We are not oil experts. This is not an article arguing the reasons why oil prices may rise. This is simply an article discussing what we believe to be an outstanding trading opportunity, based purely on risk-reward dynamics. Using long dated options the returns that could be realized from a reversal in oil’s recent trend are too good to pass on in our view. With a minimal capital allocation and optimizing options to strictly limit our downside on an ongoing basis, we are speculating on a rebound in the oil price. The most likely scenario is that we are incorrect and this trade loses money, but that does not mean that it is not a good trade. In fact, it is one of most compelling trades we have ever entered.

Oil Is Volatile

Stating the obvious, of course oil is volatile. However, often “volatility” is used with a direction bias. For example, commentators talk of volatile days in the stock market, largely when stocks are falling. Volatility in equities is associated with falling prices, reflecting the skew that falls in prices tend to be faster, sharper, and less expected than rallies in stock prices. This is also reflected in the pricing of options on equities, with puts being more expensive than the equivalent calls. This phenomenon is appropriately named “skew”. This is symptomatic of the risk of large drops in stocks prices relative to large gains in prices, but also of the increased demand for downside protection by stock holders, as opposed to demand for call options.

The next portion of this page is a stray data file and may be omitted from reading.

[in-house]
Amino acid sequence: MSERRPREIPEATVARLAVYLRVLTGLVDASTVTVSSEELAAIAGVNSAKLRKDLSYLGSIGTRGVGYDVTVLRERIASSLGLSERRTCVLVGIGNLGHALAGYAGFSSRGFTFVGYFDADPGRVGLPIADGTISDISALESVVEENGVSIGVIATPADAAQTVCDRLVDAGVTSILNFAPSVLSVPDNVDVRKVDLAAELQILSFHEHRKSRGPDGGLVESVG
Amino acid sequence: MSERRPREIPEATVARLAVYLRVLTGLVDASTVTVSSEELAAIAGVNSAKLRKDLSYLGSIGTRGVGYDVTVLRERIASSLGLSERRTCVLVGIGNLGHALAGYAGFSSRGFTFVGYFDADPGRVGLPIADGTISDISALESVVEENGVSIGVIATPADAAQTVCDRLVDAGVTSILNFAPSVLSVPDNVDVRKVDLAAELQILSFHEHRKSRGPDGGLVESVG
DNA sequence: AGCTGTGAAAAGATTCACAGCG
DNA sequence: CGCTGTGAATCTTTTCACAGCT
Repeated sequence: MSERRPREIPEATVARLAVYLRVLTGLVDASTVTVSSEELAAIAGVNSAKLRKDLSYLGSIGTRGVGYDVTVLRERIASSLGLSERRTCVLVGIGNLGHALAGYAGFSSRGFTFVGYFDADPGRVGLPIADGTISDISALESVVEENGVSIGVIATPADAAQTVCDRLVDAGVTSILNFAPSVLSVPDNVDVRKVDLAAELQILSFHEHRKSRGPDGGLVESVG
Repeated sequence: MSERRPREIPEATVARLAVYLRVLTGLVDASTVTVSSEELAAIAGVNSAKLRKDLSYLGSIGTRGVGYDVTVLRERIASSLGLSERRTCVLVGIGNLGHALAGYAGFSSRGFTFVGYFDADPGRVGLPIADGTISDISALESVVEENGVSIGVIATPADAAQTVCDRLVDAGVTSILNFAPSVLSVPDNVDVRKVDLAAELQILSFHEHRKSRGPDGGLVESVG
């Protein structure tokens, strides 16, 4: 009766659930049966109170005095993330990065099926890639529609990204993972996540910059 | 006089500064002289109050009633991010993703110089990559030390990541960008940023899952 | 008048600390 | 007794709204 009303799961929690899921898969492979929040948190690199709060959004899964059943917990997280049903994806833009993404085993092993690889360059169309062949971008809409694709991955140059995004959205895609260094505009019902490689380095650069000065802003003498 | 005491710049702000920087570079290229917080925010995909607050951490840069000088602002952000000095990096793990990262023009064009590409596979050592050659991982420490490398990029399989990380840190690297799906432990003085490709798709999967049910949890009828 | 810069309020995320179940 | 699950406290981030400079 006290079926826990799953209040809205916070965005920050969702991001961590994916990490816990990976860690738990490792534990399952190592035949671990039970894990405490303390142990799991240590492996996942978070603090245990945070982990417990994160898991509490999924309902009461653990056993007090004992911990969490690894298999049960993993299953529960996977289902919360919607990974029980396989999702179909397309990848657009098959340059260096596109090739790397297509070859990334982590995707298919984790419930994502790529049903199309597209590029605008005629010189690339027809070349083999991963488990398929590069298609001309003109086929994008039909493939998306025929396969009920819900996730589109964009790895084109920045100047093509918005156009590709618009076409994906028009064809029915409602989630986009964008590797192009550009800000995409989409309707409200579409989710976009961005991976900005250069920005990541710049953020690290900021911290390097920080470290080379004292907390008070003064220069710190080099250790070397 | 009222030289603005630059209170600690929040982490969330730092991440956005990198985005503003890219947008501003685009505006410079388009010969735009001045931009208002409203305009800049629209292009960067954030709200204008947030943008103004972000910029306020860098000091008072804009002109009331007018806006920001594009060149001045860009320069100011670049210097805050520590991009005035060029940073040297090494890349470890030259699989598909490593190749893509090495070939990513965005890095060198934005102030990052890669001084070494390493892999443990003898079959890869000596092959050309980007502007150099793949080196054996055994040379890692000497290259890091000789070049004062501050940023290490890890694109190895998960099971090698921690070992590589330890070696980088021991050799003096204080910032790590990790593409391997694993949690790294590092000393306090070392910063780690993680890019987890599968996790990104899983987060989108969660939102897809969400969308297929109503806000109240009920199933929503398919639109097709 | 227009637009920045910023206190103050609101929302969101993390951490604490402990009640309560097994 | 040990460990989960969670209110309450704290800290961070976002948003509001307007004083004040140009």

In gold options skew can vary dependant on underlying macro conditions. For in recent years as we moved towards the first Fed hike, puts were more expensive than calls, as the risk of a large fall in the gold price increased with the unwinding of the mass monetary easing by the Federal Reserve. This has now changed with the Fed on hold and the global economic outlook less stable.

Similarly, oil options can have skew.

Massive Gains In Oil Prices Are Far From Impossible

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